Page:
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[Page 468]

Photographs of Our Martyrs (cont.)

Translated by Howard I. Schwartz, PhD


Mr. Anshel Teitelman,[1] his wife, Zelda and their son, Asher [Zelig], of blessed memory. (Parents of the writer Tamari)   Shika Teitelman,[2] of blessed memory and distinguished for a long life,
Yaakov Shuchman


Mutia (called staroste[4] ) and Yehekiel Liberman[5] and their families, of blessed memory

[Page 469]

Moshe Fishman[6] and his sister Sarah Schwartz (Peretz's [mother]) of blessed memory
Original Courtesy of Audrey Goldseker Polt
  Chaya Fishman, wife of Moishe, of blessed memory
Abush Rosenfeld[7] and his family, of blessed memory. First to make aliyah to Haifa   Daughters[8] of Mlynov, of blessed memory
Original Courtesy of Ted Fishman and Neena Schwartz


Editor's footnotes:
  1. This is the family of Moshe (Teitelman) Tamari who wrote the essay “In the Presence of Yitzhak Lamdan in Mlynov.” His parents were Anshel Teitelman (18801942) and Zelda (Paken) (18801942). His father, Anshel, was an older brother of Nahum Teitelman, another contributor to this volume (both sons of Efraim Fishel Teitelman and Chaya Bakowietzky). Ashel and Zelda's son Moshe made aliyah in 1933. The rest of his immediate family perished. Return
  2. Probably Yehoshua Teitelman (19021942), since “Shika” appears elsewhere as a nickname for Yehoshua. Return
  3. No one by the name of Yaakov Schuchman who survived has been identified. However, keeping with the Teitelman theme of this page, it is possible this person is another Teitelman relative, Yaakov Schichman/Schechman (the surname spelled with a yod in the list of martyrs but as Shukhman in Yad Vashem records). Yaakov Schichman/Schuchman married Chaika (Gruber), daughter of Yosef Gruber and Shifra (Teitelman) and a sister of Nahum Teitelman's wife, Rachel (Gruber) and Mendel Teitelman's wife, Sonia (Gruber). Nahum Teitelman in his essay In the “In the Depths of Hell”, p. 315, refers to Yaakov Shuchman as his brother-in-law and describes hurrying to his house in Mervits at the end of town on July 11, 1941 and hiding with him the day a number of Mlynov residents were murdered. More of the family's story is recounted in a book length story of survival by Asher Teitelman. Their daughter Sara (Shichman) Vinokur, was the only member of the family to survive and a contributor of “Nazi Crimes in the Volyn Neighborhood” to this volume. The family is listed among the Mervits martyrs (p. 444), including Yaakov, his wife, Chaika (Gruber) their sons Mordechai, Shimon, Asher and Yosef and Azriel and their daughters, Perel and Sarah, the latter who is mistakenly identified as having perished. Return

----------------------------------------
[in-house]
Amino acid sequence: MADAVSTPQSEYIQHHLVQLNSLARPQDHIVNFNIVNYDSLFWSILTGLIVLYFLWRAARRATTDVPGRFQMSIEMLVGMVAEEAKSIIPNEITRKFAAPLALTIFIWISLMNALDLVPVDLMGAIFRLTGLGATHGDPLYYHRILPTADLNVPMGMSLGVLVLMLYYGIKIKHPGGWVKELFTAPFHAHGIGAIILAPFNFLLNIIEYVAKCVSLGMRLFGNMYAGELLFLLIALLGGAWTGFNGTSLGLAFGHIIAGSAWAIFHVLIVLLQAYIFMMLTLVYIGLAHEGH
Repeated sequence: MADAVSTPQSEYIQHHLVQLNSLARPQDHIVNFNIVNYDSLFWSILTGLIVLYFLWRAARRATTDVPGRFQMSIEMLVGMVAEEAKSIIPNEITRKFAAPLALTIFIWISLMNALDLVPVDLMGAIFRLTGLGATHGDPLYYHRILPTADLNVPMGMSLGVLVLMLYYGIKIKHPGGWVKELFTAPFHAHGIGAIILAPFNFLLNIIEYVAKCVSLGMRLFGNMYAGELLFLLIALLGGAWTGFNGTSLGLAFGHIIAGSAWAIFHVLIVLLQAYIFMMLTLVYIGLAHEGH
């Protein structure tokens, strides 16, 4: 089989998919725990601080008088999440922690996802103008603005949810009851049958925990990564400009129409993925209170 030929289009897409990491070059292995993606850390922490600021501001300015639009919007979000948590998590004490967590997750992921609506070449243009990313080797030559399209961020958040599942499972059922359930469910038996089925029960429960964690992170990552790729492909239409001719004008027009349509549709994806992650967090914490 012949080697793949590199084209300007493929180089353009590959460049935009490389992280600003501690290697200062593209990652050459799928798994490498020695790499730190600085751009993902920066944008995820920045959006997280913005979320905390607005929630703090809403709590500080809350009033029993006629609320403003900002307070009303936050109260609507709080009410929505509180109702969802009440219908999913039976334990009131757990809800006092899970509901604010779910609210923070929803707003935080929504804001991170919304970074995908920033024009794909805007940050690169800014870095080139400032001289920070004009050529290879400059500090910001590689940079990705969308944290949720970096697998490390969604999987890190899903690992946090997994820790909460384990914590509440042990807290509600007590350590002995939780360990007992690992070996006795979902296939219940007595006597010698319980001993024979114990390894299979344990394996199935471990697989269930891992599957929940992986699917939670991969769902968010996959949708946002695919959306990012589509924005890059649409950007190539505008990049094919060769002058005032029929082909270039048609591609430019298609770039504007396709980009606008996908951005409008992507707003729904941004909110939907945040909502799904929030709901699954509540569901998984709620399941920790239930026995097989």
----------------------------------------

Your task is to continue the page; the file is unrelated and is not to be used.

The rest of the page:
4. “Starosta” is a term of Slavic origin denoting a community elder whose role was to administer the assets in a range of civic and social contexts. The family surname is uncertain but, in line with the Teitelman theme of the page, probably refers to Mordechai Motel Teitelman (~1902/19051942) from Mervits, son of Chaim Meir Teitelman (1867-1942). Mordechai married Chava and they had four children according to Yad Vashem records. Return
  5. From the Mlynov martyr list , page 435, Yehezkiel Liberman (18971942), Doba his wife, and daughter Rachel (19241942) all perished. A son Herschel was living in Canada when the volume was published. A Yad Vashem record submitted by Yosef (Teitelman) Tomer suggests this family was related to the Teitelmans but the precise relationship is unknown. Return
  6. Moshe Fishman is a contributor of the essay “Mlynov in the Past.” He created a fuss in Mlynov when he made aliyah in 1921 with his wife, Chaya (Gilden) (18801927) (see adjoining photo) and two children (David Fishman, also a contributor to this volume, and Chuva). They soon settled in Moshav Balfouria. The story of their aliyah is recounted in this volume by Boruch Meren's “The First Aliyah from the Shtetl.” Standing with him is Moshe's sister Sarah Fishman (18781963) who had married Israel Schwartz (18741935) and settled in Baltimore before WWI with their son Peretz (Paul) Schwartz (19021956) and daughter Irene (Ida) Edelstein (19001975). This photo was taken in 1952 when Moshe came to Baltimore to see his sons and grandchildren. Return
  7. The history of this family is unknown. Return
  8. Seated center is Yetta (Demb) Schwartz, great-grandmother of Howard Schwartz, the editor of this volume. She was born in Mlynov in 1870. She married Chaim Schwartz (brother of Israel Schwartz) and migrated to Baltimore with her husband and her two younger sons in 1912. She was one of six children of Israel Jacob Demb and Rivka (Gruber) who ended up in Baltimore. Yetta returned to Mlynov for a visit in 1930 when this photo was taken with cousins from the Tesler family. Liba Tesler, who stands behind her, survived the Shoah, in a story told by David Sokolsky, Monument: One Woman's Courageous Escape From The Holocaust. Also in the photo are Liba's sisters, Hinda (seated left), and Golda (seated right), neither of whom survived. Back left is Rivka (Schwartz) Grintzveig, a niece of Chaim Schwartz. The woman standing back right is unidentified. A photo of Yetta with her husband Chaim Schwartz later in Baltimore appears on page 503. Return


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